Advertise Your Cause
As I mentioned earlier in this article, you should definitely think about the best way to promote your school at the bake sale. If people walking by believe that you are working for a good cause, they will be more likely to drop that big donation for a small bag of cookies.

Not only should you have an attractive and professionally done banner with your school name on it, but you should also have material about your school ready to pass out. For example, you could have pamphlets and fliers ready that detail your school’s mission, your history, enrollment information, great achievements of your school, and current fundraising needs. Be ready to pass something out with each purchase. Give the people something to remember other than a tasty cheesecake.

A word of caution, be very aware of how your table is presented. If your signs are hand-lettered and home-made they could appear tacky, thus giving off a bad impression of your school. As a fundraising leader, you’ll have to find a tactful way to make sure you don’t allow signs made by people with good hearts but no artistic talents to be displayed.

Sell Pie of the Month Club Memberships
If you have a person in your school community who loves to bake and is actually good at it, consider selling “Pie of the Month” club memberships or something like that. Make a separate advertisement and make sure everybody making a purchase realizes that they can keep the love of the bake sale coming 12 months per year. Of course, all payments are expected up front, so you’ll have to feel confident your pie maker will deliver on the contract.

Decorate Your Items Well
I won’t mention any names, but I recently attended a function in my hometown that had a bake sale attached to it. I know the people organizing it meant well, and everybody’s busy, but, man, was that thing depressing. The people working it didn’t care, the people who baked the items didn’t care, and so the potential customers didn’t’ care either.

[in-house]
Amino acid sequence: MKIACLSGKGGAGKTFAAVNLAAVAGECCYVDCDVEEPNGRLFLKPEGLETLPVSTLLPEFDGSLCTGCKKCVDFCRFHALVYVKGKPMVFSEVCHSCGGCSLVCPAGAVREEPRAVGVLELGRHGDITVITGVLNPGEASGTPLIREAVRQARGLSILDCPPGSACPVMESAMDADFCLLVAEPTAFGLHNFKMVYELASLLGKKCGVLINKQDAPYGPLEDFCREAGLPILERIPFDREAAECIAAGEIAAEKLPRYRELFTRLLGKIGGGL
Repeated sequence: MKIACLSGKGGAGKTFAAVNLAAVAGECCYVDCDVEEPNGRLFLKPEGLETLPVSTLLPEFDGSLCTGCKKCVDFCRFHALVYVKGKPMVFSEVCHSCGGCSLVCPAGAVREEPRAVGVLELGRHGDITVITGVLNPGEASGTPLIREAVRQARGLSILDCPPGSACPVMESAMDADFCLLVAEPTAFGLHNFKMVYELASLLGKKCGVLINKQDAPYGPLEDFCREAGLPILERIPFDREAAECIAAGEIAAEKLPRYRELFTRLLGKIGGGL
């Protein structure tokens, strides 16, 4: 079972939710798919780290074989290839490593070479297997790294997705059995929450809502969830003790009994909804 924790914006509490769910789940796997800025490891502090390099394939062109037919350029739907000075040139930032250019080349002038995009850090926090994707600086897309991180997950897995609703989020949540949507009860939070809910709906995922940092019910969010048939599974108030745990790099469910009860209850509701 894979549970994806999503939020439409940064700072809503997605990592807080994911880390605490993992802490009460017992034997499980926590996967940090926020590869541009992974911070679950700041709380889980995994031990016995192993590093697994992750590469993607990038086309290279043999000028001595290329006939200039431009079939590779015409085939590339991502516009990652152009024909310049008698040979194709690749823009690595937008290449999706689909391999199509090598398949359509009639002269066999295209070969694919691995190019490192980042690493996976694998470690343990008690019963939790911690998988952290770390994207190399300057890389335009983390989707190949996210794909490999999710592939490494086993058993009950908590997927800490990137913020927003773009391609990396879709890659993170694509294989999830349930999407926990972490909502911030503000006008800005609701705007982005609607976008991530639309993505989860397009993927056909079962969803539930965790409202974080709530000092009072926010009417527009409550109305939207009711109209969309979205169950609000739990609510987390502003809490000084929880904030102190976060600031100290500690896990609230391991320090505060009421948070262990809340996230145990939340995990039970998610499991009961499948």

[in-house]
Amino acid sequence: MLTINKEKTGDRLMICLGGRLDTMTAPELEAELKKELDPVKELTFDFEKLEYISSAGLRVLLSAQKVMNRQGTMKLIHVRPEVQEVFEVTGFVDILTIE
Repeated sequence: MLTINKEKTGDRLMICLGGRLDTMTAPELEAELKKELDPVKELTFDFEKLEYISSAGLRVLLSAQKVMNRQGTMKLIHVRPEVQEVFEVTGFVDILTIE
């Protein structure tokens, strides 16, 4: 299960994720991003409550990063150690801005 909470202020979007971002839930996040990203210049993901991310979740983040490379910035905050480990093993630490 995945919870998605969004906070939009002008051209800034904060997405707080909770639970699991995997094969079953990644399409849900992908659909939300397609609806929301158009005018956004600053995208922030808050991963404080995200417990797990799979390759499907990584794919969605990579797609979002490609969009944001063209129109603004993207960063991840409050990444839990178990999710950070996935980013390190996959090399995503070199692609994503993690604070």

I looked down at the table and I saw Rice Crispy treats still uncut and in the beat up old pan; I saw store bought Chex-Mix unevenly distributed into low-grade baggies with no zip top; I saw a cake that looked like it had fallen on the floor and somebody has just picked it up and put it back on the table. They even had a cooler with soda cans inside, but no display telling us what kinds they were selling. I had to root around in the cooler to even see what they had.

I’m sorry to have to get down on folks, but if you want to do well in retail, you’ve got to think about your presentation. Think like Martha Stewart a little bit!

First of all, I would suggest asking parents when they volunteer to bake to make sure they decorate the items as much as possible. But, I would also recruit the craftiest person I know to be available when all the items first arrive for sale. Arm her with ribbon, bows, zip-lock baggies, pre-made sales labels, whatever you can think of to make your table shine.

I would also ask this crafty person to arrange items for sale so they are attractive and stand-out to customers. Think about adding small risers to your table to highlight certain items. A shoebox with a colorful linen napkin over it would be terrific for just such a use.

When in doubt, try to put yourself in the shoes of a potential customer.

Cleanliness is Next to Godliness
This point is closely related to the previous one about presentation. I would highly suggest asking your sellers to look as neat and tidy as possible and I would have some hand-sanitizer plainly visible and in use by your sales force. (Suggest your sellers wear school sweatshirts or t-shirts if they have them.) If potential customers see that you care about sanitation, you are more likely to convert them to paying customers.

Bigger Items Sell Well
In my experience, bigger items, like whole pies and cakes sell extremely well, especially on the day of a big game. It’s great to have little bags of cookies or individually wrapped Rice Crispy treats, but make sure to have the big ticket items out there, as well, prominently displayed. You could easily pick up $15-$20 for an apple pie alone. Mom looks like a hero, coming home with a big juicy pie on game day.

Sell Any Left-overs at School on Monday
With so many people baking, it is possible that you may have some left-over items from the bake sale. I would suggest that you bring all the left-over items back to the school and try to sell them on the first day back. Put up a nice display just outside the school office and place a big sign next to it.

Every time I’ve done this, we have completely sold out by the end of the first day back.

Conclusion
As I mentioned at the beginning, it’s easy for people to get down on the bake sale. In many ways, bake sales have been done to death, and it’s always fun to try something new.

However, with just a little imagination, creativity, and enthusiasm, I firmly believe that you can turn your tired old bake sale that generates little profit into a razzle-dazzle, must-see event that really rakes in the dough. In my time at the school, I never saw a bake sale that didn’t bring in a minimum of $550, and that was from a small school in only four hours in a small town. For the amount of time and effort put in by the fundraising team, this is a no-brainer.